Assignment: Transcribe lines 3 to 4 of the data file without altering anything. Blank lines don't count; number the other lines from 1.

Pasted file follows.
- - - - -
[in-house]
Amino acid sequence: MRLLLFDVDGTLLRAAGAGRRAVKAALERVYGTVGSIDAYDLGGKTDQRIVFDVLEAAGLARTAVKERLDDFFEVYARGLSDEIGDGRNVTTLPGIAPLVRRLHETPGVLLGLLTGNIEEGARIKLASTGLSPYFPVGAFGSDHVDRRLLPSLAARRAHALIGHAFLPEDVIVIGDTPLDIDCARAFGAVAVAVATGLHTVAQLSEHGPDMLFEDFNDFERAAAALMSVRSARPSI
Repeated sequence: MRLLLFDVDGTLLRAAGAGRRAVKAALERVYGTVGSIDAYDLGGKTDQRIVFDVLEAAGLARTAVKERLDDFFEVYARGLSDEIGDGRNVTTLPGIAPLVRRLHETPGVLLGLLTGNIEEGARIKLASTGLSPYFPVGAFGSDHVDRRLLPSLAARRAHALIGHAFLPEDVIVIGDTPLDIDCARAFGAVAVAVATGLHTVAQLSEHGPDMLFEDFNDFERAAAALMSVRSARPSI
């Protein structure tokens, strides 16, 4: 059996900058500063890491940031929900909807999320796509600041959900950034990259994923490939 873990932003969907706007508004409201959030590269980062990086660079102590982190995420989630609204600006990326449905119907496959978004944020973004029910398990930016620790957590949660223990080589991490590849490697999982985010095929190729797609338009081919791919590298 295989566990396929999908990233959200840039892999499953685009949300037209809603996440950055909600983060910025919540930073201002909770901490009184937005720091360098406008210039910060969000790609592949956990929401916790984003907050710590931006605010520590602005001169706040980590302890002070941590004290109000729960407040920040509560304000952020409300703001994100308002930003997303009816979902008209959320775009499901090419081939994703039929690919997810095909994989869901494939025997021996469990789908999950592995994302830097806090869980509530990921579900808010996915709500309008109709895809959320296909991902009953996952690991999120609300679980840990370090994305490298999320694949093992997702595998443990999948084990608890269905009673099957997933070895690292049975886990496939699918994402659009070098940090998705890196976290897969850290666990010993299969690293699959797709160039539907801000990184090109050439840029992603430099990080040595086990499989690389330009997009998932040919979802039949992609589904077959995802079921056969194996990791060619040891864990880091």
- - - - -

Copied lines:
Repeated sequence: MRLLLFDVDGTLLRAAGAGRRAVKAALERVYGTVGSIDAYDLGGKTDQRIVFDVLEAAGLARTAVKERLDDFFEVYARGLSDEIGDGRNVTTLPGIAPLVRRLHETPGVLLGLLTGNIEEGARIKLASTGLSPYFPVGAFGSDHVDRRLLPSLAARRAHALIGHAFLPEDVIVIGDTPLDIDCARAFGAVAVAVATGLHTVAQLSEHGPDMLFEDFNDFERAAAALMSVRSARPSI
């Protein structure tokens, strides 16, 4: 059996900058500063890491940031929900909807999320796509600041959900950034990259994923490939 873990932003969907706007508004409201959030590269980062990086660079102590982190995420989630609204600006990326449905119907496959978004944020973004029910398990930016620790957590949660223990080589991490590849490697999982985010095929190729797609338009081919791919590298 295989566990396929999908990233959200840039892999499953685009949300037209809603996440950055909600983060910025919540930073201002909770901490009184937005720091360098406008210039910060969000790609592949956990929401916790984003907050710590931006605010520590602005001169706040980590302890002070941590004290109000729960407040920040509560304000952020409300703001994100308002930003997303009816979902008209959320775009499901090419081939994703039929690919997810095909994989869901494939025997021996469990789908999950592995994302830097806090869980509530990921579900808010996915709500309008109709895809959320296909991902009953996952690991999120609300679980840990370090994305490298999320694949093992997702595998443990999948084990608890269905009673099957997933070895690292049975886990496939699918994402659009070098940090998705890196976290897969850290666990010993299969690293699959797709160039539907801000990184090109050439840029992603430099990080040595086990499989690389330009997009998932040919979802039949992609589904077959995802079921056969194996990791060619040891864990880091």